In fact, Karp has been very successful with the consensus decision-making process. “Over the last eight years I have never had to use authority over any consensus,” she says. An person many attend the Center’s weekly business meetings and participate in the decision-making process. Katrina Browne, a freshman, says, “I went to my first meeting two months ago and I was immediately welcomed as part of the decision-making process.” The meetings attract over twenty women. Karp thinks that her method of directing the Center has been beneficial to the students, and hopes that her successor will continue with it. “The students and any director chosen should feel that they have the right to make decisions that go on here.”
Consensus decision-making is outlined in the Center’s ‘Statement of Purpose.’ “We discovered after two meetings that the ‘statement of purpose’ was under serious evaluation,” says Sharon Holland, a junior who was one of the six women who participated in the sit-in.
The ‘statement of purpose,’ which has existed since Karp became the director of the Women’s Center eight years ago, explicitly states, “The Women’s Center is a feminist organization whose primary purpose is the protection and advancement of women’s rights and the promotion of greater participation by women in all areas of society.” It goes on to describe the method of decision-making which the Center has adopted. “Decisions are made by consensus: a process of discussion leading to agreement rather than a majority vote that overrules minority opinion.” The students originally asked Lowe to guarantee that the ‘statement of purpose’ would not be questioned by the study. In fact, they refused to discuss any other specifics until the statement was accepted.
Lowe refused to give them any immediate guarantees on the ‘statement of purpose.’ Kauffman describes his response, “the best we could get out of Dean Lowe was some feeble statement that [the Center] clearly represent (sic) the views of recent members.” Lowe says that he did not disagree with the feminist, affirmative action nature of the Center, but objected to the insistence on consensus decision-making. “The members of the Women’s Center have thought about themselves as more of a student organization than a university organization,” he says. “There is difference in resources, since their budget is taken from the general operating funds of the University.”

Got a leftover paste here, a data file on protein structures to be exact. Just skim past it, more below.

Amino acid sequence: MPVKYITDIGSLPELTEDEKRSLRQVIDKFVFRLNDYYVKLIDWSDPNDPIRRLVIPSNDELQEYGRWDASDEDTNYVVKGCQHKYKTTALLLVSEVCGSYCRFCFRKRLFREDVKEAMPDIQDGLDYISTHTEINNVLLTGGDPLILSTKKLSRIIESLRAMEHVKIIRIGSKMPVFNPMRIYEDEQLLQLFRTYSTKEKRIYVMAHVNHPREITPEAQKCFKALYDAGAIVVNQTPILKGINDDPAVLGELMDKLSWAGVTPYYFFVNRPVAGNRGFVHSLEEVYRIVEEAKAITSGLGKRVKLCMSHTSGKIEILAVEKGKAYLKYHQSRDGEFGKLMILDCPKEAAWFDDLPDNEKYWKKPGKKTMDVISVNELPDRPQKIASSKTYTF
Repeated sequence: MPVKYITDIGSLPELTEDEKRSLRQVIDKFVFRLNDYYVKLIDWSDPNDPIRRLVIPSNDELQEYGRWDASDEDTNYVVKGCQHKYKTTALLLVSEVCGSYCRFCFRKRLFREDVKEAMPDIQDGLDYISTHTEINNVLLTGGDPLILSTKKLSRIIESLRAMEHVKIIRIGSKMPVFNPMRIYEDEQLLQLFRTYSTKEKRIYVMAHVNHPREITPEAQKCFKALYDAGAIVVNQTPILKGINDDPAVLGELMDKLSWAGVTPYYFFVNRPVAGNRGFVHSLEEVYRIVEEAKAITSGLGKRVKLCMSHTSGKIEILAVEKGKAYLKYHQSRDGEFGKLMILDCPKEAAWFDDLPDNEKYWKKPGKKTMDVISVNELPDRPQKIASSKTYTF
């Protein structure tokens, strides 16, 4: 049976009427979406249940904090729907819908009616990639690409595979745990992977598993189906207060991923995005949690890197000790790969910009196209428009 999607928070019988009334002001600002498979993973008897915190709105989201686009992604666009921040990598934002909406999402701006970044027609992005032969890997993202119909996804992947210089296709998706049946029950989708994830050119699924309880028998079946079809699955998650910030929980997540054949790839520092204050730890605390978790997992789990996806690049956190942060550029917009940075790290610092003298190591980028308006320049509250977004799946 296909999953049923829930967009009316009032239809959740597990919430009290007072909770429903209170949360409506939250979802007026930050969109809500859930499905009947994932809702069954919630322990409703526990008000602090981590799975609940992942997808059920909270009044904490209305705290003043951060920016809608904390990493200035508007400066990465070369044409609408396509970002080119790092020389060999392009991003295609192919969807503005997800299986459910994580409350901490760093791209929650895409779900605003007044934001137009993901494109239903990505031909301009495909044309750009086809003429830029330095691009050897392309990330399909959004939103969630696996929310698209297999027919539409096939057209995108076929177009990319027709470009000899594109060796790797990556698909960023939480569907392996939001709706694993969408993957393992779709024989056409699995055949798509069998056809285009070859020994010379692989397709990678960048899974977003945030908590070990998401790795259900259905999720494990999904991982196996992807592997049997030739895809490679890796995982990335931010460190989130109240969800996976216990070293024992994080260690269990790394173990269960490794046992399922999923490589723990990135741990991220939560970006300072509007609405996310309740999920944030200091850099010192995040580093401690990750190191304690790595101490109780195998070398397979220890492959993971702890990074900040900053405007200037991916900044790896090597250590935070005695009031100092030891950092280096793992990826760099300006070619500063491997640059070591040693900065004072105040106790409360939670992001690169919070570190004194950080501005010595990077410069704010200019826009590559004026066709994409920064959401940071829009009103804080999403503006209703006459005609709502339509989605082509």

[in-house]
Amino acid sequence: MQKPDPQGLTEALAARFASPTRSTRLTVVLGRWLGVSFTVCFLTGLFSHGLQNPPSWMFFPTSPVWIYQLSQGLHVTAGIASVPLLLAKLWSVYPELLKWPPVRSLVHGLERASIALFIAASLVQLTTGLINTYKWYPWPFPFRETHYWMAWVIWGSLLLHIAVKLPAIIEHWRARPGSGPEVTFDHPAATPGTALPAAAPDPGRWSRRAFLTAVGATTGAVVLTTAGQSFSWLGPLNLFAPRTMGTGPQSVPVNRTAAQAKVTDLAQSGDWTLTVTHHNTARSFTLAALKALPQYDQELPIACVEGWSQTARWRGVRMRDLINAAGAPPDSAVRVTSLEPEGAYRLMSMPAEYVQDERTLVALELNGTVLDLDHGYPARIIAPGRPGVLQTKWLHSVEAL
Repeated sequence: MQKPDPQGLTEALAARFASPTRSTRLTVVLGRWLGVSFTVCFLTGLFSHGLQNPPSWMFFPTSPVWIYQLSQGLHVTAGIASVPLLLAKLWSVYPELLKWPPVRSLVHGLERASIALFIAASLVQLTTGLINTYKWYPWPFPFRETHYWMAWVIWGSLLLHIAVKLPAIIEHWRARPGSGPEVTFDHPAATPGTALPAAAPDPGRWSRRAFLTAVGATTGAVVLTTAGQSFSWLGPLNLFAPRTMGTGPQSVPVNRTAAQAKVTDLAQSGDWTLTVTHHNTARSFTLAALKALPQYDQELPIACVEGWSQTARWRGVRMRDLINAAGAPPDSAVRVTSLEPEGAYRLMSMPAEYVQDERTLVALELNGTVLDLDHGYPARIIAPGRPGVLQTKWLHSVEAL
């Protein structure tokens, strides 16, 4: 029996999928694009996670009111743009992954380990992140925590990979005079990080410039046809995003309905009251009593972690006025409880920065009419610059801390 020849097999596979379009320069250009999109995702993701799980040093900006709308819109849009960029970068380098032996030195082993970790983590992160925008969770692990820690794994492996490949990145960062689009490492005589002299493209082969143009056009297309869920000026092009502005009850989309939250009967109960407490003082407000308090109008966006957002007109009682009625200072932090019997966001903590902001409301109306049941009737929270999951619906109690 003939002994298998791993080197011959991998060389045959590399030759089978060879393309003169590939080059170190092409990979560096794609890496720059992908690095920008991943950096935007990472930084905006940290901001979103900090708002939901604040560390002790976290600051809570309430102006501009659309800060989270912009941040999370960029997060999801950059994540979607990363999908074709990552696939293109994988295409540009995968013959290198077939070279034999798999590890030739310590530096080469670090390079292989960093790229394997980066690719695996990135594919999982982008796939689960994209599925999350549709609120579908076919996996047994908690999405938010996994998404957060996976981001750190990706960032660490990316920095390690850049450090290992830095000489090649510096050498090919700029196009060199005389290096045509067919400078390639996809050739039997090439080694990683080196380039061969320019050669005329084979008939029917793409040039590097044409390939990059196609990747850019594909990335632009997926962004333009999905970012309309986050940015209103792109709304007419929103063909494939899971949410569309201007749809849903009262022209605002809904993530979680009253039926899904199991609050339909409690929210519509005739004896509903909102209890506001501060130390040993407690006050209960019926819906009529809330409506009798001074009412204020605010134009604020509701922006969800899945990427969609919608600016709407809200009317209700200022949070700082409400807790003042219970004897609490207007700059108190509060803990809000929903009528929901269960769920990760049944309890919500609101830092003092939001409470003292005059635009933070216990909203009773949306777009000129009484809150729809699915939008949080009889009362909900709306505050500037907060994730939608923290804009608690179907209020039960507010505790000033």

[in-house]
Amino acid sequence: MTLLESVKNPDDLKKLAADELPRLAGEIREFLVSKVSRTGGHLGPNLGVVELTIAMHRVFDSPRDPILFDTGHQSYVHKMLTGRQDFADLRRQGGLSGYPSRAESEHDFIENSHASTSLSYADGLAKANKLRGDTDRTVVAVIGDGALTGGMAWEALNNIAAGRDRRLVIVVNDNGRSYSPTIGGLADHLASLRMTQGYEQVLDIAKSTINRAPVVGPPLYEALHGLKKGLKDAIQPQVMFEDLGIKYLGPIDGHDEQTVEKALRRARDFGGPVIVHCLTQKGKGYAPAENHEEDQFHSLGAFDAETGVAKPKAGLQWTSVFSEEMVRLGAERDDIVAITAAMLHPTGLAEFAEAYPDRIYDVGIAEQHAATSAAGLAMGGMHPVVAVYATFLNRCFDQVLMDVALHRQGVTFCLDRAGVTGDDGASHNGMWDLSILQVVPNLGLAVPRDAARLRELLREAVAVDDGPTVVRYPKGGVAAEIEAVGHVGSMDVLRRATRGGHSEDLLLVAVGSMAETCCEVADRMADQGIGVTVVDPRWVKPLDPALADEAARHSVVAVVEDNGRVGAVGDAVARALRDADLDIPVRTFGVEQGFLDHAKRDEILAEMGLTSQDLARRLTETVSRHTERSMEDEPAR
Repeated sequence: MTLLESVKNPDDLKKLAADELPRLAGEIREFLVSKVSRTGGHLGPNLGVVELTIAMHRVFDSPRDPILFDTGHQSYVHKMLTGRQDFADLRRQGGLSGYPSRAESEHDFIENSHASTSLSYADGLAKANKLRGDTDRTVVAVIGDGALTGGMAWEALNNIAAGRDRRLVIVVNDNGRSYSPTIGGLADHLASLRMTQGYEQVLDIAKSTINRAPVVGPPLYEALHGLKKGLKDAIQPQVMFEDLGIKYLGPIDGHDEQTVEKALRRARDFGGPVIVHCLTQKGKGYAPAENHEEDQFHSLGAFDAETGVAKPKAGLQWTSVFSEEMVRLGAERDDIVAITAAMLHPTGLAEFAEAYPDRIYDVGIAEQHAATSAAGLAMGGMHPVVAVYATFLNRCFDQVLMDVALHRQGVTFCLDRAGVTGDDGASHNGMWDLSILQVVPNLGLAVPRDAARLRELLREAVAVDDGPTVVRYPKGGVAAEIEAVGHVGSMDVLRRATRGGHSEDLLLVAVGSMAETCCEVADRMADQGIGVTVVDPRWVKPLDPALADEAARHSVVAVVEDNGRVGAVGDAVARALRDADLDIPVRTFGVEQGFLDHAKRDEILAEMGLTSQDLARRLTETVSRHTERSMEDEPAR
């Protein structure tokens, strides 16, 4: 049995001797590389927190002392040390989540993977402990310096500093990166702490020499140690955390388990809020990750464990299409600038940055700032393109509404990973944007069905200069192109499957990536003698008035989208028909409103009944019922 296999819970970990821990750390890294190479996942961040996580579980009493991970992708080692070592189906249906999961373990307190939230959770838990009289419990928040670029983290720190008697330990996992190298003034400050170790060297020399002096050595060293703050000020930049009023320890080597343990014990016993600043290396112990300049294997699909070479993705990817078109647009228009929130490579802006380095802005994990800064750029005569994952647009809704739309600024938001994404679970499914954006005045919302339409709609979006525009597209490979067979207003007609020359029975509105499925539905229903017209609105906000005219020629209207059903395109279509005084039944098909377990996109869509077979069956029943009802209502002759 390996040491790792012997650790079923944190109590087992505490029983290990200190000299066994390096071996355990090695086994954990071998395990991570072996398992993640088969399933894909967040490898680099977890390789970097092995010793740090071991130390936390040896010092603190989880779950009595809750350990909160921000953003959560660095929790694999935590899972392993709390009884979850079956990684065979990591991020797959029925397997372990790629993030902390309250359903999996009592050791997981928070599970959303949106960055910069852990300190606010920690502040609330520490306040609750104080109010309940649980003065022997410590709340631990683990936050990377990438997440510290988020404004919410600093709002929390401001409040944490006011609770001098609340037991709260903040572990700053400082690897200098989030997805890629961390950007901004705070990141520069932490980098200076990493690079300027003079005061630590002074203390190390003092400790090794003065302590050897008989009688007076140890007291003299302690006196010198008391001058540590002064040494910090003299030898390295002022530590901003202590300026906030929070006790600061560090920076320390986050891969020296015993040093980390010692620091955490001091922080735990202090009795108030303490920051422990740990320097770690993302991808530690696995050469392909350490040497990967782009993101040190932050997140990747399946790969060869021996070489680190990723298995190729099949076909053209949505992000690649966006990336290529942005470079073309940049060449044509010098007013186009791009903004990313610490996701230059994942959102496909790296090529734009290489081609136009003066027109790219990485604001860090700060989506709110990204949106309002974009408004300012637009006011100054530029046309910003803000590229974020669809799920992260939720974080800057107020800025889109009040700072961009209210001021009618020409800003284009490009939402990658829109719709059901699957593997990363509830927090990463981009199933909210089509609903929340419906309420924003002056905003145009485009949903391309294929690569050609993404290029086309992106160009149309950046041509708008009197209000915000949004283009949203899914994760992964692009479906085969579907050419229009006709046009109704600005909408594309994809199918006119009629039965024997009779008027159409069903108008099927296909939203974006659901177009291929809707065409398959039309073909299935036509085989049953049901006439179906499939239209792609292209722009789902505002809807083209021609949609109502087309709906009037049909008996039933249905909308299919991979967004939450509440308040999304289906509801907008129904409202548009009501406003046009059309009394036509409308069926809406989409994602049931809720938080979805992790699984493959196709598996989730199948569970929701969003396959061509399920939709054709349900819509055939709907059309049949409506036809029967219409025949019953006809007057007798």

With the negotiations at a standstill, the students planned the protest and sit-in which resulted in a meeting the next day with Lowe and President William Bowen. According to Mullen, “Bowen put pressure on Lowe to do something.” Lowe met with the Women’s Center representatives on Monday, May 5 in the evening to hammer out an agreement. The resulting document was to be signed on Tuesday morning, but after thinking more about it Lowe proposed additional changes which were accepted, and the agreement was signed that afternoon. The agreement says that the study report “will presuppose a feminist, affirmative action focus for the Center.” Of the role of the director in the decision-making process, it says, “The director must be aware that her dual responsibility is to represent the consensus of students to the Administration and to represent Administrative policy to the students.”